Learning to fly.

Lesson Six, Inflight Exercises, Flight at reduced airspeeds.

The 152 can be flown at airspeeds as low as 57 Knots, and as high as 149 Knots.  High speeds give excellent controllability, but at low airspeeds you need careful and gentle handling.

Why Slow Speed Handling is Important

To land an aeroplane on a runway gracefully you will need to slow down while raising the nose so that only the main wheels touch down. As you slow down just above the ground, raising the nose increases the angle of attack of the wings (this is called Holding Off), until the stalling angle is reached, and with the consequent reduction of lift the aeroplane descents gently onto its wheels…  To do this you’re going to need lots of practice!

So imagine you are holding off when a vehicle or perhaps and animal crosses your landing path…  You are going to have to Go Around, so you apply full power but your airspeed is low and so this requires careful handling of the controls until sufficient speed has been built up to climb away. This situation is precisely why we practice Slow Flight.

Slow Flight

To practice slow flight we will start from the cruise and slowly reduce the airspeed by reducing the power and raising the nose to maintain our altitude by increasing the angle of attack.

As the angle of attack increases, so will the Drag. You can feel this drag increase if you put your hand in the slipstream as your car travels along the road; with your hand flat it is easy to hold it there, but if you rotate your hand 90 to the wind, it will be blown backwards, this is a definite increase in drag! Likewise, as the angle of attack of the wing is increased so is its drag.

There are other factors that increase the drag, and these are called Vortices.  To see vortices, fill the kitchen sink with water and then take a knife and move it through the water flat side in the direction of the movement. You will create swirls of water, eddies, where the water spins around to fill the gap, vortices are similar to these. There’s a lower pressure on the top of the wing than the bottom, and so the air spills around the tip and swirls like a miniature tornado.  The pressure is very low in this vortex and so it pulls back on the wing like someone’s holding the wingtip!  Vortices get bigger as the angle of attack increases.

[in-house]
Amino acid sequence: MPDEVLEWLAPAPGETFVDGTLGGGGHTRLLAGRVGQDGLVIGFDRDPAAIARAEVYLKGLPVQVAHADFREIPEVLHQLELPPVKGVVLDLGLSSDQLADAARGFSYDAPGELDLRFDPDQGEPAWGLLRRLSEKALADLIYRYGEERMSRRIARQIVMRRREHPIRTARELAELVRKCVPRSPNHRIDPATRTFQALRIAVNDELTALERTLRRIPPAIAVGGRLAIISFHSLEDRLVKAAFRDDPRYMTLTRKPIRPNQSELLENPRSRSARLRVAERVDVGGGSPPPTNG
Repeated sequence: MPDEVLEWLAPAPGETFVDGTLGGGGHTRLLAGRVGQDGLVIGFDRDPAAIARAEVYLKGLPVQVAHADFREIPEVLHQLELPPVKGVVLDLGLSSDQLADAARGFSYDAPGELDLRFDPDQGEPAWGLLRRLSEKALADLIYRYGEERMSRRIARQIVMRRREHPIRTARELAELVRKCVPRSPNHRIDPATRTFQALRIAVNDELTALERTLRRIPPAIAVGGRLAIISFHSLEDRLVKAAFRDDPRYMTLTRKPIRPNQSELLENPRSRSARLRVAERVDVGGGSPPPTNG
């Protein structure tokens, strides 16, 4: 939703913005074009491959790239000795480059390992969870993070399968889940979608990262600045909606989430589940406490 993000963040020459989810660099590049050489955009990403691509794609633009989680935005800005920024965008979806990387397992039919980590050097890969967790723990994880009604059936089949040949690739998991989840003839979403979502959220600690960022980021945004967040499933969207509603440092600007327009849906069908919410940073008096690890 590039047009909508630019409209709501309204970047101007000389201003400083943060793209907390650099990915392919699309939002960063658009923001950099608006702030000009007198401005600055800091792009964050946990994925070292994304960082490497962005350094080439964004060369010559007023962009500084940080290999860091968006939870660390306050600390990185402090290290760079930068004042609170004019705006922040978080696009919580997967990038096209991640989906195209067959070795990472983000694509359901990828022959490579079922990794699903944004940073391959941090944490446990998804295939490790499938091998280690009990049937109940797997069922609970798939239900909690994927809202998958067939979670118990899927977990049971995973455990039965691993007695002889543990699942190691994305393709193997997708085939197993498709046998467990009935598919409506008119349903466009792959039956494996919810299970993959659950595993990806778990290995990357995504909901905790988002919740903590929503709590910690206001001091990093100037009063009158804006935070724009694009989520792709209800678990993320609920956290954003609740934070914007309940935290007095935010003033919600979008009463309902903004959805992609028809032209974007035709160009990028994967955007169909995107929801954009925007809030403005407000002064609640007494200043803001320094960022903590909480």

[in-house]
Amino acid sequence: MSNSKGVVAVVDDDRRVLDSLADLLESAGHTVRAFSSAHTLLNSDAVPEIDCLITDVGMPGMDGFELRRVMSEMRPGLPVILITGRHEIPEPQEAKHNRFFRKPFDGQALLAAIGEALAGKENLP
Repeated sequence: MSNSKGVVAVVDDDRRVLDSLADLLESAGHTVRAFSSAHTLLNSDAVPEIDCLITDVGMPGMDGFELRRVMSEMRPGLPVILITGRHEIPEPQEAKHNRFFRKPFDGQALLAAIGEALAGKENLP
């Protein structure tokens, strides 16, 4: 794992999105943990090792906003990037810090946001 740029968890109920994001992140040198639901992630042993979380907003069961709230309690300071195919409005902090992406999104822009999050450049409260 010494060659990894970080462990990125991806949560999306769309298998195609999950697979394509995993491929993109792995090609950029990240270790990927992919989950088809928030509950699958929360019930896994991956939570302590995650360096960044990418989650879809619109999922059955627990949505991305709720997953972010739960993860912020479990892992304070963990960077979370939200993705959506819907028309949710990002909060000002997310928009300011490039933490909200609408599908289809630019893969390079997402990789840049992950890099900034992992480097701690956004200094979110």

Slow Flight in the Cessna 152

In this exercise we reduce the power gently and note the Indicated Airspeed shown for each 100 rpm of power reduction.

These are typical figures: 2000 rpm / 82 KIAS (Knots Indicated Airspeed), 1900 rpm / 73 KIAS, 1800/67, 1700/57, 1800/50, 1900/44!

We went down to 1700 rpm and found that we could maintain height at 57 KIAS, this is the minimum power we needed to fly level, it would give us the least amount of fuel use, and so we could stay in the air for the most amount of time. We call this speed the Best Endurance Speed.

Reducing the power further to fly at 50 KIAS caused us to descend and so the power had to be increased again to maintain our height.  This was because the drag had increased so much that we needed more power to be able to fly slower!  When you have to add power to fly slower while maintaining your height, you have entered the Slow Flight regime.

Controlling Slow Flight

The slipstream from the propeller will try to yaw the aeroplane to the left so we have to apply sufficient right rudder to keep the ball in the middle.

We are very close to the stall, and the ailerons are quite ineffective at these low speeds so the rudder is now the primary control for roll, we’ll learn why in the next lesson on stalling…

Recovery from slow flight is simple; apply full power, keep straight with the rudder, and lower the nose.

Michael Peare 2001

Next: Lesson 7.